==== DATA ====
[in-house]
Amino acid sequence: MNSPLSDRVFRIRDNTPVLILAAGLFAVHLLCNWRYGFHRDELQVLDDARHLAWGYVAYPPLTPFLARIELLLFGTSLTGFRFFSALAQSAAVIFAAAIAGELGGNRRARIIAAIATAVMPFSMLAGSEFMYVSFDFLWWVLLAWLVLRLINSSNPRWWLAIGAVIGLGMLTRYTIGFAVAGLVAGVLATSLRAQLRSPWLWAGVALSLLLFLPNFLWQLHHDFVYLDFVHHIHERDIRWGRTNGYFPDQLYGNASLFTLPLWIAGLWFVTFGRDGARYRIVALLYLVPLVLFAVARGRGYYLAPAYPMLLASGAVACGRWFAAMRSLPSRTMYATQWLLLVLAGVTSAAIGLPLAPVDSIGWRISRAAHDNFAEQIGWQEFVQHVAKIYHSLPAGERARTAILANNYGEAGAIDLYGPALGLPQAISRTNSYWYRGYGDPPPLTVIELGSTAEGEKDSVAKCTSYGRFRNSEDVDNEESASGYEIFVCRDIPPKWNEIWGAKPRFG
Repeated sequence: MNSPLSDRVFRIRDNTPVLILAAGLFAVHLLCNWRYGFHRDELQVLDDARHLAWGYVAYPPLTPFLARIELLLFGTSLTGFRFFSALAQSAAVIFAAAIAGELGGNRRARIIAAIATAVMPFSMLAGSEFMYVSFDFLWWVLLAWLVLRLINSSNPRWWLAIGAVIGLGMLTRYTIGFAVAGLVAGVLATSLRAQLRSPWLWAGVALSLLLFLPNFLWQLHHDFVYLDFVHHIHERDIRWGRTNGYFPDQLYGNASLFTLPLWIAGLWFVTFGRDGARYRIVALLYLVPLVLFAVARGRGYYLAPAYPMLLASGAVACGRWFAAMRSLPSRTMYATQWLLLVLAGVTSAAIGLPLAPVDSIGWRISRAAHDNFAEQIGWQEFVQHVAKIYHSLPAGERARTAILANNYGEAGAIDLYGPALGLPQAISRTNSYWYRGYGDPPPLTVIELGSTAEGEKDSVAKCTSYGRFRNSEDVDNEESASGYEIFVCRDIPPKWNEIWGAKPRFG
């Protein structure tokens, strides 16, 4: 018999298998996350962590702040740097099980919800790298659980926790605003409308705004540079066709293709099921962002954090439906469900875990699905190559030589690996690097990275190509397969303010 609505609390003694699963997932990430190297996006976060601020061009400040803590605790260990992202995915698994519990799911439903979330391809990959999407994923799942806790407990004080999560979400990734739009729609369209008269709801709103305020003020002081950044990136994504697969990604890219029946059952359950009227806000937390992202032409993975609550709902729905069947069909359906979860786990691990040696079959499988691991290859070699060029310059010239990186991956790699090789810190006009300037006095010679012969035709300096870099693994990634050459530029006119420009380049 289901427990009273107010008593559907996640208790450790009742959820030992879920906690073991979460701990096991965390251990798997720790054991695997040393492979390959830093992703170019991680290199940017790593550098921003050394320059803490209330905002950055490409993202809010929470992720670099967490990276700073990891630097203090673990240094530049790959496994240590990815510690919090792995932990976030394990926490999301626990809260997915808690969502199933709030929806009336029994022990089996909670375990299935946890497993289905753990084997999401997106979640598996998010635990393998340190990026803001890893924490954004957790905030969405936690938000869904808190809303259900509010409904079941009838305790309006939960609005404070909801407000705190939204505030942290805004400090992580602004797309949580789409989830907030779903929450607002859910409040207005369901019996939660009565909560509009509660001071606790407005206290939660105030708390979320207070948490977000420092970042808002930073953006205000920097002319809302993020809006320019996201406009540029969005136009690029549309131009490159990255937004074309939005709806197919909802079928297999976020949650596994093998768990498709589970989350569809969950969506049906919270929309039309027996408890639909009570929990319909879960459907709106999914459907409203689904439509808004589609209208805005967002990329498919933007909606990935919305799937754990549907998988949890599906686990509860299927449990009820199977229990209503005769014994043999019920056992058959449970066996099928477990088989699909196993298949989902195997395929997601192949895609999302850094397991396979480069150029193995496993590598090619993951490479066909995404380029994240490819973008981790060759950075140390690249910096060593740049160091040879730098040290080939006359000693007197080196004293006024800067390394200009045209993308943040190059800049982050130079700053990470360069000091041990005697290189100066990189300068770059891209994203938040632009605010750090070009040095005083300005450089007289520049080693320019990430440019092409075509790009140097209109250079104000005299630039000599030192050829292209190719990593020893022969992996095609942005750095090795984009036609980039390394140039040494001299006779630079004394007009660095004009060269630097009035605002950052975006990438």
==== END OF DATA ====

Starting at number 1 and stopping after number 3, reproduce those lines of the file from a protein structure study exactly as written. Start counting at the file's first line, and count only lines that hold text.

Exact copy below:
[in-house]
Amino acid sequence: MNSPLSDRVFRIRDNTPVLILAAGLFAVHLLCNWRYGFHRDELQVLDDARHLAWGYVAYPPLTPFLARIELLLFGTSLTGFRFFSALAQSAAVIFAAAIAGELGGNRRARIIAAIATAVMPFSMLAGSEFMYVSFDFLWWVLLAWLVLRLINSSNPRWWLAIGAVIGLGMLTRYTIGFAVAGLVAGVLATSLRAQLRSPWLWAGVALSLLLFLPNFLWQLHHDFVYLDFVHHIHERDIRWGRTNGYFPDQLYGNASLFTLPLWIAGLWFVTFGRDGARYRIVALLYLVPLVLFAVARGRGYYLAPAYPMLLASGAVACGRWFAAMRSLPSRTMYATQWLLLVLAGVTSAAIGLPLAPVDSIGWRISRAAHDNFAEQIGWQEFVQHVAKIYHSLPAGERARTAILANNYGEAGAIDLYGPALGLPQAISRTNSYWYRGYGDPPPLTVIELGSTAEGEKDSVAKCTSYGRFRNSEDVDNEESASGYEIFVCRDIPPKWNEIWGAKPRFG
Repeated sequence: MNSPLSDRVFRIRDNTPVLILAAGLFAVHLLCNWRYGFHRDELQVLDDARHLAWGYVAYPPLTPFLARIELLLFGTSLTGFRFFSALAQSAAVIFAAAIAGELGGNRRARIIAAIATAVMPFSMLAGSEFMYVSFDFLWWVLLAWLVLRLINSSNPRWWLAIGAVIGLGMLTRYTIGFAVAGLVAGVLATSLRAQLRSPWLWAGVALSLLLFLPNFLWQLHHDFVYLDFVHHIHERDIRWGRTNGYFPDQLYGNASLFTLPLWIAGLWFVTFGRDGARYRIVALLYLVPLVLFAVARGRGYYLAPAYPMLLASGAVACGRWFAAMRSLPSRTMYATQWLLLVLAGVTSAAIGLPLAPVDSIGWRISRAAHDNFAEQIGWQEFVQHVAKIYHSLPAGERARTAILANNYGEAGAIDLYGPALGLPQAISRTNSYWYRGYGDPPPLTVIELGSTAEGEKDSVAKCTSYGRFRNSEDVDNEESASGYEIFVCRDIPPKWNEIWGAKPRFG